So her childhood wasn't ideal—but reading was pure, sacred, continual. The Pulitzer Prize–winning New York Times science writer recommends the exotic novels and mind-boggling nonfiction that shaped her destiny.
Luckily, our biomass was counterbalanced by the family bibliomass: the hundreds upon hundreds of books that lined the shelves of our living room. The complete works of Shakespeare, encyclopedias, all the Greek plays, and Boccaccio's The Decameron , earthily illustrated by the great Rockwell Kent; and Charles Darwin, Charles Dickens, and Charles Addams in a Dickensian twist called Dear Dead Days that is still so dear to my not-yet-dead gaze; and D.H. Lawrence, T.E. Lawrence, T.S. Eliot, ee cummings, Story of O . Oh the happy, groaning shelves of my home!
My parents were proud, greedy readers, and my father in particular, a brilliant but emotionally combustible man who'd dropped out of high school, viewed books as talismans, wine and wafers for the mind. And so, although my parents were far too harried to bother with the finer details of housekeeping—okay, we lived in a dump—when it came to the treatment of books, we were taught unabridged genuflection. To wit: You never deface a book or take it for granted. No scribbling in the margins or highlighting your favorite passages in neon chartreuse. No creasing over pages to keep your place or plunking an open book facedown on the table. No reading while eating or flossing or during commercial breaks on TV. When you're ready to read, really read, you sit down in a chair with a decent lamp by your shoulder, and you open your book, and you allow it to claim you, to swallow you whole.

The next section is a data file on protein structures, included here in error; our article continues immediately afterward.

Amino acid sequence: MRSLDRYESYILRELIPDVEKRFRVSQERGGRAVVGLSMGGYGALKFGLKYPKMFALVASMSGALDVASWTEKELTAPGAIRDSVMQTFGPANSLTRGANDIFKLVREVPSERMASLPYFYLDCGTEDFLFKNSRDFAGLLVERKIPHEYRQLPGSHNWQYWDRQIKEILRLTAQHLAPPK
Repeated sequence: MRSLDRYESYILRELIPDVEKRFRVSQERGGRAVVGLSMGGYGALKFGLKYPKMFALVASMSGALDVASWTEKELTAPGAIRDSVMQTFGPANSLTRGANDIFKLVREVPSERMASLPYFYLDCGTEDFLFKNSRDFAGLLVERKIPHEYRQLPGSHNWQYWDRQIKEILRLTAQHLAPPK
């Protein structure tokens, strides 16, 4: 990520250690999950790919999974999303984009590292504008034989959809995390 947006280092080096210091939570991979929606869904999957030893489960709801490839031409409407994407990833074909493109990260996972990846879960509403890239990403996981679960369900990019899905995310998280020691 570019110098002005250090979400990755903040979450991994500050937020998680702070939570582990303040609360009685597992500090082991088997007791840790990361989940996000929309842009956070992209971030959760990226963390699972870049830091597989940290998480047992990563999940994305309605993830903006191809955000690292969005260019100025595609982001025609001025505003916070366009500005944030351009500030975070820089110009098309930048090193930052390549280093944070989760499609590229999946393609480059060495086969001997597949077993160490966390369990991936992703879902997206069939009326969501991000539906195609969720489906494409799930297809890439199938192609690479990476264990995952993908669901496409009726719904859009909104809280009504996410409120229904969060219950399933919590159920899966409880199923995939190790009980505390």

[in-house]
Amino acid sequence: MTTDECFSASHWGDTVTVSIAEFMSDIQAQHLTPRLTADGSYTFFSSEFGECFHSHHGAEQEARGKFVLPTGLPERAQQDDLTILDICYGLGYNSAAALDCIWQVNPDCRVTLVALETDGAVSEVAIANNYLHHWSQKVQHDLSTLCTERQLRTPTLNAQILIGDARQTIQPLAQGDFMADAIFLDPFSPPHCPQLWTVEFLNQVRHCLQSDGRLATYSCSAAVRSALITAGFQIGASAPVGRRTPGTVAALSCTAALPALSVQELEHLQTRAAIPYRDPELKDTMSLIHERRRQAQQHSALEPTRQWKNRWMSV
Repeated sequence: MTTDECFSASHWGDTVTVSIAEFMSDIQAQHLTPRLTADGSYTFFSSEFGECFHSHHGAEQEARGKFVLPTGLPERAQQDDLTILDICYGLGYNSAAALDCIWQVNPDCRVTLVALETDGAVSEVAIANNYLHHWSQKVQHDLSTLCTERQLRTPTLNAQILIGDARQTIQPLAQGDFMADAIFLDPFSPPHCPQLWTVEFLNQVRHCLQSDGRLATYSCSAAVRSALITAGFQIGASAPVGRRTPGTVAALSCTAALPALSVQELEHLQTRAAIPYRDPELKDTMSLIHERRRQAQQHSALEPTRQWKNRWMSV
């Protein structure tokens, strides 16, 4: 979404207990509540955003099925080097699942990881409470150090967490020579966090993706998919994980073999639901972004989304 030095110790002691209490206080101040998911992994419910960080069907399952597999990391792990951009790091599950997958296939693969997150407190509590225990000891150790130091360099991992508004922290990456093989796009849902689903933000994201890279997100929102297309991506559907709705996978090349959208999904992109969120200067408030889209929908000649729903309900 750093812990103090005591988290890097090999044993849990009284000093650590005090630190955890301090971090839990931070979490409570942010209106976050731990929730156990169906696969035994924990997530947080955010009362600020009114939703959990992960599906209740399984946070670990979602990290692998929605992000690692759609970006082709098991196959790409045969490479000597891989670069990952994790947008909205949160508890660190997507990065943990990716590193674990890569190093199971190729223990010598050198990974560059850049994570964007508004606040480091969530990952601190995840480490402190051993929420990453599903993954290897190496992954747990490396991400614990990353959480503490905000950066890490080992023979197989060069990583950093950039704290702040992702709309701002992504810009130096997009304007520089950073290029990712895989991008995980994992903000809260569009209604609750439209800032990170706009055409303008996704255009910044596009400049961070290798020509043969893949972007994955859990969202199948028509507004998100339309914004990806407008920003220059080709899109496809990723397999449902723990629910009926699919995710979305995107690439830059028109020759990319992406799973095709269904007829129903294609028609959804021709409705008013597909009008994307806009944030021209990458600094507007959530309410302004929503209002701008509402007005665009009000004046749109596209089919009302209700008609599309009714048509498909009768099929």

These are some of the books that have absorbed me down to my stem cells and, in so doing, have made me feel more complete.
Natalie Angier's most recent book is The Canon: A Whirligig Tour of the Beautiful Basics of Science .
What's on Natalie Angier's Bookshelf? Read more!